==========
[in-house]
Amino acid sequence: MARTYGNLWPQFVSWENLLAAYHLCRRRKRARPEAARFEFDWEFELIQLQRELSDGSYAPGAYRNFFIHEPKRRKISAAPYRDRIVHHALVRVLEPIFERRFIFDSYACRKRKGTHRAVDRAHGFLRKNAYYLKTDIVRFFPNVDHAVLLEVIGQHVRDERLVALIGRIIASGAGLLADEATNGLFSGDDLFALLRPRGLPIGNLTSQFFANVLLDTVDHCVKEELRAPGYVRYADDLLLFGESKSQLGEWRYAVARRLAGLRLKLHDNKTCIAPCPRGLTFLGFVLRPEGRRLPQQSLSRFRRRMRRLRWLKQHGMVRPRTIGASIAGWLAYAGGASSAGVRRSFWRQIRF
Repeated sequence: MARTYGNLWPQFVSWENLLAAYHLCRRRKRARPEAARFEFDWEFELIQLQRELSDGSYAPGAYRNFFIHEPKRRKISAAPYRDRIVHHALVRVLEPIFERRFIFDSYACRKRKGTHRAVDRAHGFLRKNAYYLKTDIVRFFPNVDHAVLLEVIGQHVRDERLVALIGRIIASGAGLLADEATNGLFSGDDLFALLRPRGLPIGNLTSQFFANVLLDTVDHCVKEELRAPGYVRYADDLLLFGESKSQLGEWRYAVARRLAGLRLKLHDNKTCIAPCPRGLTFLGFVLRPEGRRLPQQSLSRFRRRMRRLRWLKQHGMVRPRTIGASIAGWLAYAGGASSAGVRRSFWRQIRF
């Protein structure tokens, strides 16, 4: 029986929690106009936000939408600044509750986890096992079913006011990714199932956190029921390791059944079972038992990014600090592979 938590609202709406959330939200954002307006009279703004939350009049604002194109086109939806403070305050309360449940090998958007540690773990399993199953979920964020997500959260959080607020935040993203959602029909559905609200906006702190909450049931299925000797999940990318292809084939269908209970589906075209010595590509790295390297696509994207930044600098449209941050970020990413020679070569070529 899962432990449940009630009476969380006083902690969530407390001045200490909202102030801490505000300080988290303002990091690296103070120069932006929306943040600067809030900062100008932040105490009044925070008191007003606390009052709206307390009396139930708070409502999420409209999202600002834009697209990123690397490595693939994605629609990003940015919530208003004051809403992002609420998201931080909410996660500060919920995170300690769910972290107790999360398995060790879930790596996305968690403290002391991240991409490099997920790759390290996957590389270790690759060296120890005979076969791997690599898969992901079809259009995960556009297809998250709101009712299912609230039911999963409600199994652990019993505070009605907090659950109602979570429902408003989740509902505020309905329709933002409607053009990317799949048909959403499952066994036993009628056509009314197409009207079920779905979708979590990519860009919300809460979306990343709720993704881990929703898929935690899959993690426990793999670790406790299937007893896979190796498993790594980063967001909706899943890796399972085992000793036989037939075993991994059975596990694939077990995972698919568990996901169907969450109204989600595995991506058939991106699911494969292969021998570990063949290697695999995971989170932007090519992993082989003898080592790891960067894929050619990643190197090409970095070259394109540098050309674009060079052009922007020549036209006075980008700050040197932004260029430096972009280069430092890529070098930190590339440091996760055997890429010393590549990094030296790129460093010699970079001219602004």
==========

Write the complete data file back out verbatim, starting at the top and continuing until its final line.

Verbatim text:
[in-house]
Amino acid sequence: MARTYGNLWPQFVSWENLLAAYHLCRRRKRARPEAARFEFDWEFELIQLQRELSDGSYAPGAYRNFFIHEPKRRKISAAPYRDRIVHHALVRVLEPIFERRFIFDSYACRKRKGTHRAVDRAHGFLRKNAYYLKTDIVRFFPNVDHAVLLEVIGQHVRDERLVALIGRIIASGAGLLADEATNGLFSGDDLFALLRPRGLPIGNLTSQFFANVLLDTVDHCVKEELRAPGYVRYADDLLLFGESKSQLGEWRYAVARRLAGLRLKLHDNKTCIAPCPRGLTFLGFVLRPEGRRLPQQSLSRFRRRMRRLRWLKQHGMVRPRTIGASIAGWLAYAGGASSAGVRRSFWRQIRF
Repeated sequence: MARTYGNLWPQFVSWENLLAAYHLCRRRKRARPEAARFEFDWEFELIQLQRELSDGSYAPGAYRNFFIHEPKRRKISAAPYRDRIVHHALVRVLEPIFERRFIFDSYACRKRKGTHRAVDRAHGFLRKNAYYLKTDIVRFFPNVDHAVLLEVIGQHVRDERLVALIGRIIASGAGLLADEATNGLFSGDDLFALLRPRGLPIGNLTSQFFANVLLDTVDHCVKEELRAPGYVRYADDLLLFGESKSQLGEWRYAVARRLAGLRLKLHDNKTCIAPCPRGLTFLGFVLRPEGRRLPQQSLSRFRRRMRRLRWLKQHGMVRPRTIGASIAGWLAYAGGASSAGVRRSFWRQIRF
């Protein structure tokens, strides 16, 4: 029986929690106009936000939408600044509750986890096992079913006011990714199932956190029921390791059944079972038992990014600090592979 938590609202709406959330939200954002307006009279703004939350009049604002194109086109939806403070305050309360449940090998958007540690773990399993199953979920964020997500959260959080607020935040993203959602029909559905609200906006702190909450049931299925000797999940990318292809084939269908209970589906075209010595590509790295390297696509994207930044600098449209941050970020990413020679070569070529 899962432990449940009630009476969380006083902690969530407390001045200490909202102030801490505000300080988290303002990091690296103070120069932006929306943040600067809030900062100008932040105490009044925070008191007003606390009052709206307390009396139930708070409502999420409209999202600002834009697209990123690397490595693939994605629609990003940015919530208003004051809403992002609420998201931080909410996660500060919920995170300690769910972290107790999360398995060790879930790596996305968690403290002391991240991409490099997920790759390290996957590389270790690759060296120890005979076969791997690599898969992901079809259009995960556009297809998250709101009712299912609230039911999963409600199994652990019993505070009605907090659950109602979570429902408003989740509902505020309905329709933002409607053009990317799949048909959403499952066994036993009628056509009314197409009207079920779905979708979590990519860009919300809460979306990343709720993704881990929703898929935690899959993690426990793999670790406790299937007893896979190796498993790594980063967001909706899943890796399972085992000793036989037939075993991994059975596990694939077990995972698919568990996901169907969450109204989600595995991506058939991106699911494969292969021998570990063949290697695999995971989170932007090519992993082989003898080592790891960067894929050619990643190197090409970095070259394109540098050309674009060079052009922007020549036209006075980008700050040197932004260029430096972009280069430092890529070098930190590339440091996760055997890429010393590549990094030296790129460093010699970079001219602004």